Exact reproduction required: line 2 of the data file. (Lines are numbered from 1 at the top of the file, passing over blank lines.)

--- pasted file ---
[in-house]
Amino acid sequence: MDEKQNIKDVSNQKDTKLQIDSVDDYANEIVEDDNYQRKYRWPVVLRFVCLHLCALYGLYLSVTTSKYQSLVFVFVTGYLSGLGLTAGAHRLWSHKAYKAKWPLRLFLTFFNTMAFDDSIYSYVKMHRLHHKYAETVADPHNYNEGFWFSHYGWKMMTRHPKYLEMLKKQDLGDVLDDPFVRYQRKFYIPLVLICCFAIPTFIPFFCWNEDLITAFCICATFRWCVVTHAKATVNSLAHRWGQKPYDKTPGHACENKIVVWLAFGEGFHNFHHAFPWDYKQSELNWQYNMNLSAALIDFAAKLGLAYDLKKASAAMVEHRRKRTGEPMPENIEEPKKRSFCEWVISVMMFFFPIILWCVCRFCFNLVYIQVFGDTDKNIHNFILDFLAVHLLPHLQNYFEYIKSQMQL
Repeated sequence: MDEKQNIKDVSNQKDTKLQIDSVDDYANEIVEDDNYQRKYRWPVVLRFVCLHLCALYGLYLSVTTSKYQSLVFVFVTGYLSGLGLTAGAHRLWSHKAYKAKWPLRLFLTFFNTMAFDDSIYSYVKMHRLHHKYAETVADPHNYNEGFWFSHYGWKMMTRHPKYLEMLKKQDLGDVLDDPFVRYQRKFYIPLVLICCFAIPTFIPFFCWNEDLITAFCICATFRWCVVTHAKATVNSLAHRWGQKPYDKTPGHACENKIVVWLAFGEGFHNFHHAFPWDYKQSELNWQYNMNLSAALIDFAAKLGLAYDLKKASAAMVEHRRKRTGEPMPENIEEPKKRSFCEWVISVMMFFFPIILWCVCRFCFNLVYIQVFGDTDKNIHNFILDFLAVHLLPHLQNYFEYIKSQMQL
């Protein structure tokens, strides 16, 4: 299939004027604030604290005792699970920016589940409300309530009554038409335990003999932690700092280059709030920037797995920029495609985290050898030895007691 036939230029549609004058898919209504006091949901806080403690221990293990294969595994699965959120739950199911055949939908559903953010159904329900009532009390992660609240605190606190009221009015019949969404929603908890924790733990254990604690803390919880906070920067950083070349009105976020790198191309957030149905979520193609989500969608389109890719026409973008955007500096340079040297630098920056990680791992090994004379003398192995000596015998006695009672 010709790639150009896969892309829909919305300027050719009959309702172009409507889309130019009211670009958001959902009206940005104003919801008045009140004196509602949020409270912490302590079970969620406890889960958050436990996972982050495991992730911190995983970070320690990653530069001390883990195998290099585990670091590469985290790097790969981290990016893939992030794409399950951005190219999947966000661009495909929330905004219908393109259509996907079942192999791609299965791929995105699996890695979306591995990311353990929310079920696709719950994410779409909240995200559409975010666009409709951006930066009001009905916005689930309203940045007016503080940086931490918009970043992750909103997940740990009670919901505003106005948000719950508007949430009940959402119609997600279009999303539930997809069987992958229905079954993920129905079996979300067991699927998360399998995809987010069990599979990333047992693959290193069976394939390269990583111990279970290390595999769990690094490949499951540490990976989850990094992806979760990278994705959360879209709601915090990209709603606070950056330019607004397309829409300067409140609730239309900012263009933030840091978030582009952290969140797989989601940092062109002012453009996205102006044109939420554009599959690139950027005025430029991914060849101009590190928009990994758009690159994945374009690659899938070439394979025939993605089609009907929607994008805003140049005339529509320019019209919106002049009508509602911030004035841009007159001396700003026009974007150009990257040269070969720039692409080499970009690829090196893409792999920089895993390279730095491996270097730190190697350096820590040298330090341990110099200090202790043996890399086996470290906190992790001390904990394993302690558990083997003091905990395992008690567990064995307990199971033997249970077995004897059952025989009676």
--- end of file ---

Amino acid sequence: MDEKQNIKDVSNQKDTKLQIDSVDDYANEIVEDDNYQRKYRWPVVLRFVCLHLCALYGLYLSVTTSKYQSLVFVFVTGYLSGLGLTAGAHRLWSHKAYKAKWPLRLFLTFFNTMAFDDSIYSYVKMHRLHHKYAETVADPHNYNEGFWFSHYGWKMMTRHPKYLEMLKKQDLGDVLDDPFVRYQRKFYIPLVLICCFAIPTFIPFFCWNEDLITAFCICATFRWCVVTHAKATVNSLAHRWGQKPYDKTPGHACENKIVVWLAFGEGFHNFHHAFPWDYKQSELNWQYNMNLSAALIDFAAKLGLAYDLKKASAAMVEHRRKRTGEPMPENIEEPKKRSFCEWVISVMMFFFPIILWCVCRFCFNLVYIQVFGDTDKNIHNFILDFLAVHLLPHLQNYFEYIKSQMQL